We believe that by being a socially diverse and open city, Chiang Mai will be more successful in attracting talented and creative people who want to integrate into Thai society and actively participate in improving the city’s in all aspects – economically, creatively, socially and environmentally – so as to enrich the overall quality of life and economic prosperity of Chiang Mai City. To become a more inclusive, balanced and diverse society the city and its civic and political leadership should see the benefit and facilitate the building of the structural elements to nurture a diverse and inclusive multi-cultural social environment.

Sustainability Dashboard
Sustainability Dashboard
Sustainability Dashboard

Candidate Indicators: (What do we measure?)

  • Number of foreign residents residing in Chiang Mai per year (dis-aggregated by nationality), and as a proportion of total population of Chiang Mai City per year
  • Number of active associations, groups, organizations and/or events that champion integration of Thai and foreign residents to engage together as one community;
  • No. of registered migrant workers (with work permits) who are working in Chiang Mai.

Who is working on this aspect?

Information coming soon

Public Safety and Security

Why is Public Safety and Security important for Chiang Mai city's sustainability?

Public safety and personal security are two aspects that are critical for people living in urban environments with large populations. For Chiang Mai Nayu, we define this as safety from crime (feeling safe and secure) and also safety related to Chiang Mai’s roads.

Fear of crime is becoming one of the most serious problems in cities around the world, including Thailand. Luckily, Chiang Mai does not have a high level of violent crime, including rape, though it does occur. Non-violent crime such as fraud, pick-pocketing is more prevalent, but still very low in comparison to Bangkok. However, what the data says and what is public perception, do not always match up. Fear of crime and feelings of insecurity in public areas create a barrier to participation in public life and reduces the livability of the city.

Environmentally sensitive design is essential by providing places and spaces for people that enable a lifestyle that minimizes negative environmental impact and creates safer neighborhoods through well designed and built environments thereby helping to improve quality of life for each member of the society.

 

What is the situation in Chiang Mai?

Road safety is the other aspect of sustainability that we concentrate on here in Chiang Mai. The World Health Organization (WHO) estimates that around 22,000 or more people die each year in traffic-related incidents in Thailand, making its roads the deadliest in Southeast Asia. Chiang Mai, unfortunately, ranks near the highest each year from both road accidents and road fatalities.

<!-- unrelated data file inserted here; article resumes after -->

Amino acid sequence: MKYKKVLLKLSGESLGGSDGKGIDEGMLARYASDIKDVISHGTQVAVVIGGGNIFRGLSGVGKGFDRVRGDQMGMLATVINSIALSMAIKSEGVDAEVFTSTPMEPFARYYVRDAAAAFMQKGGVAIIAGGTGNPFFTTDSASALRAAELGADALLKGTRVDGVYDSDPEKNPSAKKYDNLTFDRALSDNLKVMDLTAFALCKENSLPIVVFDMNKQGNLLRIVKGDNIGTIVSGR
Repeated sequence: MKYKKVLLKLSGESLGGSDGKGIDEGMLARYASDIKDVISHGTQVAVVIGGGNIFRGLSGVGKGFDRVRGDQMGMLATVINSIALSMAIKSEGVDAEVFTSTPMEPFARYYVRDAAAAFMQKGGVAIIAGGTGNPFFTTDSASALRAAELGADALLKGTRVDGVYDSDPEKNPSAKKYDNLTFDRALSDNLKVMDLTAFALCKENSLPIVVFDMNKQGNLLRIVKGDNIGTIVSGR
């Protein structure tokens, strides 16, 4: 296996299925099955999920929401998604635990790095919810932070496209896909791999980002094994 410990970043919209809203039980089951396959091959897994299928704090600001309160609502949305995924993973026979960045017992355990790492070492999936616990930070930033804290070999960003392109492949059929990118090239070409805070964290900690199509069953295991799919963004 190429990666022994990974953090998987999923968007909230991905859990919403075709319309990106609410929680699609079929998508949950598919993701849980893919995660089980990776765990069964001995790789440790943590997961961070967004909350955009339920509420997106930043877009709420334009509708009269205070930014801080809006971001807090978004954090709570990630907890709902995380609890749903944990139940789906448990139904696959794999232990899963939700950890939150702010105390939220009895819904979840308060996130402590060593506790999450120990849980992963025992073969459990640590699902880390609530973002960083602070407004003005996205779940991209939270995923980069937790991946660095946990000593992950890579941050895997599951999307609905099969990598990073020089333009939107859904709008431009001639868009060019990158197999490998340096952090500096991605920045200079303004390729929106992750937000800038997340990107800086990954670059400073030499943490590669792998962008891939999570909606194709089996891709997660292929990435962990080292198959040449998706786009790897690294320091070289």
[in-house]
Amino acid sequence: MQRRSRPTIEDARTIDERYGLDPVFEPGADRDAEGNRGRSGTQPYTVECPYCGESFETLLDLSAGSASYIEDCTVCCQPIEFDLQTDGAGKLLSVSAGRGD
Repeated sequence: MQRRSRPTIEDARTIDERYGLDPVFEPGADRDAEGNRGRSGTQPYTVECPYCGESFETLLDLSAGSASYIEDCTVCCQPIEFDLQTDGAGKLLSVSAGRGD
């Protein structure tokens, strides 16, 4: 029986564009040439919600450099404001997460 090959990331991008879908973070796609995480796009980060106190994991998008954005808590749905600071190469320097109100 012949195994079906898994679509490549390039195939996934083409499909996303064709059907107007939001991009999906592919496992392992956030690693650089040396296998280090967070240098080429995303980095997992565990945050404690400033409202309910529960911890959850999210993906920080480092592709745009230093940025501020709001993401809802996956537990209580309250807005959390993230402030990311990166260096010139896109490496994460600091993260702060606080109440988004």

The failure to wear helmets and seat belts, speeding, drunk driving, and a lack of restraints for children are among the biggest risks to road safety. It is accepted that Thailand has adequate laws on the books to deal with driving and road safety violations, but the problem is and has been for the longest time, an issue of “education on law enforcement.”

Education at all ages and all levels is clearly one way to change things. Additionally, real enforcement of the laws is fundamental. Not just helmet and seat-belt checks on certain road checkpoints, but ensuring that the traffic police are enforcing the laws regularly, whether it is running red lights, driving down the wrong side of the road, failure to yield or drunk driving.

Sustainability Dashboard
Sustainability Dashboard
Sustainability Dashboard

Candidate Indicators: (What do we measure?)

  • Crime rate by type / by year
  • Reported cased of violence against women (rape, assault, murder) per year
  • No of accidents related to public facilities and infrastructure per year
  • Cases of domestic violence
  • No of drunk drivers cases per year reported
  • No of road accidents / fatalities by type (car, motorcycle, bicycle) per year

Who is working on this aspect?

Information coming soon

WELL BEING

 

Well Being Sustainability Aspects

Physical Health

Why is Physical Health important for Chiang Mai cities sustainability?

Human physical health is one of the most important aspects in our society if not the most. Physical health is directly impacted not only by the external environment of a region, community and or city but also by the genetic factors related to the individuals health situation.

What is the situation in Chiang Mai?

In order to promote good physical health exercise and sports activities are fundamental. Chiang Mai city does provide sport events and outdoor activities inside the schools, Universities, gyms and public spaces. There are three key outdoor sport activities for residents that are currently very popular: Buak Hard Public Park, Ang Kaew reservoir, 700-year Sports Complex.

However, the quality of air, municipal drinking water, combined with healthy nutrition and exercise are four important elements to promote good physical health in adults and children. Poor nutrition specifically leads to increased risk of lifestyle related diseases such as diabetes, cancer and heart disease all of which are preventable. Respiratory illnesses, asthma and other lung conditions are linked to the city's very poor air quality due to the burning of forests in national parks and agricultural biomass in and around the city.